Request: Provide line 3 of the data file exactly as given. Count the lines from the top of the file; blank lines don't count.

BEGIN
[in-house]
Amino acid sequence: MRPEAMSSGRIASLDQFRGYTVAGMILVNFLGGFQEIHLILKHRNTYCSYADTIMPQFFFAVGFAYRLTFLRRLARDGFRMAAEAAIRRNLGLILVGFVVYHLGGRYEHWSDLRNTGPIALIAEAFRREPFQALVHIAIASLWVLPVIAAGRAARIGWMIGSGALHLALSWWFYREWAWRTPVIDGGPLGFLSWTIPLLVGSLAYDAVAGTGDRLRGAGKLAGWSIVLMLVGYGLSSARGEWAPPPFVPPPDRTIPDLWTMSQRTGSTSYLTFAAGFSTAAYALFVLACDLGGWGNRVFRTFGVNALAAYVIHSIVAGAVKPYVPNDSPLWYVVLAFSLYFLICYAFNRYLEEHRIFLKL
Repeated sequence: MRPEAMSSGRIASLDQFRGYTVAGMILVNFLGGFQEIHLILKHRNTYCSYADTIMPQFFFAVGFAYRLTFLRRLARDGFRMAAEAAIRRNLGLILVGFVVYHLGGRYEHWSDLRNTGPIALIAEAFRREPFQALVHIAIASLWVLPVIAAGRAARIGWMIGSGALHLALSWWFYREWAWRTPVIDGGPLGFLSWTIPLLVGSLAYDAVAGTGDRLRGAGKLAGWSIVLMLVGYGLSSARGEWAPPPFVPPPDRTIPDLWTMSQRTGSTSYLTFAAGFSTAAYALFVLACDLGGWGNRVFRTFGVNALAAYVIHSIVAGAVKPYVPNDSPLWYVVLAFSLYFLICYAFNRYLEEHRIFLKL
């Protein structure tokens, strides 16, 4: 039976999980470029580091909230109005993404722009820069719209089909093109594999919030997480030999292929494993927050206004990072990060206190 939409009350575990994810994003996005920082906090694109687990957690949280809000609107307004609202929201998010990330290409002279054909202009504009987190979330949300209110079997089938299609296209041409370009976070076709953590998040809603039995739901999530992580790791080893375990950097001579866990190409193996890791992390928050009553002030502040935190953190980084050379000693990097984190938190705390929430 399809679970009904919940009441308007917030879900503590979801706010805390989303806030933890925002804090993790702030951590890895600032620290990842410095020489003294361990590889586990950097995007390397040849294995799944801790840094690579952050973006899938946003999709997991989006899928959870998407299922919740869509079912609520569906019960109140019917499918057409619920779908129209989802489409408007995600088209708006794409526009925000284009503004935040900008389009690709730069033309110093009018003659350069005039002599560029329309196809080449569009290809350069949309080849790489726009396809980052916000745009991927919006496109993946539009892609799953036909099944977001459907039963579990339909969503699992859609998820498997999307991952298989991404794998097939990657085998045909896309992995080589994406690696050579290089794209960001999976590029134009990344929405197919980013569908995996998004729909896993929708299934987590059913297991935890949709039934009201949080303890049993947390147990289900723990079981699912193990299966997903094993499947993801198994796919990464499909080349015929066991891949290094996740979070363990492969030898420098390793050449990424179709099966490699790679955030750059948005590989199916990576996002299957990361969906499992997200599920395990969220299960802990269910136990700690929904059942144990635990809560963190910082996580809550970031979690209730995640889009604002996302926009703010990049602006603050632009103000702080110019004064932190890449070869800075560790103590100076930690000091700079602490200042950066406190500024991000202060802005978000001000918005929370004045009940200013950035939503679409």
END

Repeated sequence: MRPEAMSSGRIASLDQFRGYTVAGMILVNFLGGFQEIHLILKHRNTYCSYADTIMPQFFFAVGFAYRLTFLRRLARDGFRMAAEAAIRRNLGLILVGFVVYHLGGRYEHWSDLRNTGPIALIAEAFRREPFQALVHIAIASLWVLPVIAAGRAARIGWMIGSGALHLALSWWFYREWAWRTPVIDGGPLGFLSWTIPLLVGSLAYDAVAGTGDRLRGAGKLAGWSIVLMLVGYGLSSARGEWAPPPFVPPPDRTIPDLWTMSQRTGSTSYLTFAAGFSTAAYALFVLACDLGGWGNRVFRTFGVNALAAYVIHSIVAGAVKPYVPNDSPLWYVVLAFSLYFLICYAFNRYLEEHRIFLKL